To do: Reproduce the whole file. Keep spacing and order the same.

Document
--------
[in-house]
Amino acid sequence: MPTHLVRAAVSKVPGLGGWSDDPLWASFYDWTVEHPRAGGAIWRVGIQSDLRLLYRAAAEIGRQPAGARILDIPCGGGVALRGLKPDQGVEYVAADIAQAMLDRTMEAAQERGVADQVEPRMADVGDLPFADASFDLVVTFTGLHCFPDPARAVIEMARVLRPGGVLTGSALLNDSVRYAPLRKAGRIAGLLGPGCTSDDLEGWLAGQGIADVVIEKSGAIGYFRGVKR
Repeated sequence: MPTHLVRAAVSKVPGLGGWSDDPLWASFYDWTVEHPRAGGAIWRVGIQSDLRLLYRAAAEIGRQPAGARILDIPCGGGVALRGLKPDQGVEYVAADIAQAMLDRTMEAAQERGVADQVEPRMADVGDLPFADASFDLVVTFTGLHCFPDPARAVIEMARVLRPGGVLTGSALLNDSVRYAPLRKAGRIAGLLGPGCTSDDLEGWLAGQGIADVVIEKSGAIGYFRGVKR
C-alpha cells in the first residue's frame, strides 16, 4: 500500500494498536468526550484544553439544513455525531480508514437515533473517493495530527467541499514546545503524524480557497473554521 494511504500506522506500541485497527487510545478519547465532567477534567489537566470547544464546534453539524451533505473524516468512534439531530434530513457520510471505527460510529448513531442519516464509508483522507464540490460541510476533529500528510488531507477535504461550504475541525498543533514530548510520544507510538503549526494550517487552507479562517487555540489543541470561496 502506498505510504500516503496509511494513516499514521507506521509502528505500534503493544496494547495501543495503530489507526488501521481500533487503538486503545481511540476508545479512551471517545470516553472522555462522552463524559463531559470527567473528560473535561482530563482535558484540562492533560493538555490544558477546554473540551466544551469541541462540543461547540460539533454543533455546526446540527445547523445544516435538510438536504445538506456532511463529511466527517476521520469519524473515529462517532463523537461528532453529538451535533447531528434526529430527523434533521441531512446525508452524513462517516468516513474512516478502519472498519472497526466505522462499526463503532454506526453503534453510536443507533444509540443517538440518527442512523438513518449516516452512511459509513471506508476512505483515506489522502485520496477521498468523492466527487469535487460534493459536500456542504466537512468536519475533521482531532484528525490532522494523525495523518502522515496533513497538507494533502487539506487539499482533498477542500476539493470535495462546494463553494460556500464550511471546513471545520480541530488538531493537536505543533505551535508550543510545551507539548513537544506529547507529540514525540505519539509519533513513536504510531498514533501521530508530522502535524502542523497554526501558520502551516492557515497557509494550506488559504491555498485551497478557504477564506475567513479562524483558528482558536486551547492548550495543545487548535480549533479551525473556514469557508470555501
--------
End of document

[in-house]
Amino acid sequence: MPTHLVRAAVSKVPGLGGWSDDPLWASFYDWTVEHPRAGGAIWRVGIQSDLRLLYRAAAEIGRQPAGARILDIPCGGGVALRGLKPDQGVEYVAADIAQAMLDRTMEAAQERGVADQVEPRMADVGDLPFADASFDLVVTFTGLHCFPDPARAVIEMARVLRPGGVLTGSALLNDSVRYAPLRKAGRIAGLLGPGCTSDDLEGWLAGQGIADVVIEKSGAIGYFRGVKR
Repeated sequence: MPTHLVRAAVSKVPGLGGWSDDPLWASFYDWTVEHPRAGGAIWRVGIQSDLRLLYRAAAEIGRQPAGARILDIPCGGGVALRGLKPDQGVEYVAADIAQAMLDRTMEAAQERGVADQVEPRMADVGDLPFADASFDLVVTFTGLHCFPDPARAVIEMARVLRPGGVLTGSALLNDSVRYAPLRKAGRIAGLLGPGCTSDDLEGWLAGQGIADVVIEKSGAIGYFRGVKR
C-alpha cells in the first residue's frame, strides 16, 4: 500500500494498536468526550484544553439544513455525531480508514437515533473517493495530527467541499514546545503524524480557497473554521 494511504500506522506500541485497527487510545478519547465532567477534567489537566470547544464546534453539524451533505473524516468512534439531530434530513457520510471505527460510529448513531442519516464509508483522507464540490460541510476533529500528510488531507477535504461550504475541525498543533514530548510520544507510538503549526494550517487552507479562517487555540489543541470561496 502506498505510504500516503496509511494513516499514521507506521509502528505500534503493544496494547495501543495503530489507526488501521481500533487503538486503545481511540476508545479512551471517545470516553472522555462522552463524559463531559470527567473528560473535561482530563482535558484540562492533560493538555490544558477546554473540551466544551469541541462540543461547540460539533454543533455546526446540527445547523445544516435538510438536504445538506456532511463529511466527517476521520469519524473515529462517532463523537461528532453529538451535533447531528434526529430527523434533521441531512446525508452524513462517516468516513474512516478502519472498519472497526466505522462499526463503532454506526453503534453510536443507533444509540443517538440518527442512523438513518449516516452512511459509513471506508476512505483515506489522502485520496477521498468523492466527487469535487460534493459536500456542504466537512468536519475533521482531532484528525490532522494523525495523518502522515496533513497538507494533502487539506487539499482533498477542500476539493470535495462546494463553494460556500464550511471546513471545520480541530488538531493537536505543533505551535508550543510545551507539548513537544506529547507529540514525540505519539509519533513513536504510531498514533501521530508530522502535524502542523497554526501558520502551516492557515497557509494550506488559504491555498485551497478557504477564506475567513479562524483558528482558536486551547492548550495543545487548535480549533479551525473556514469557508470555501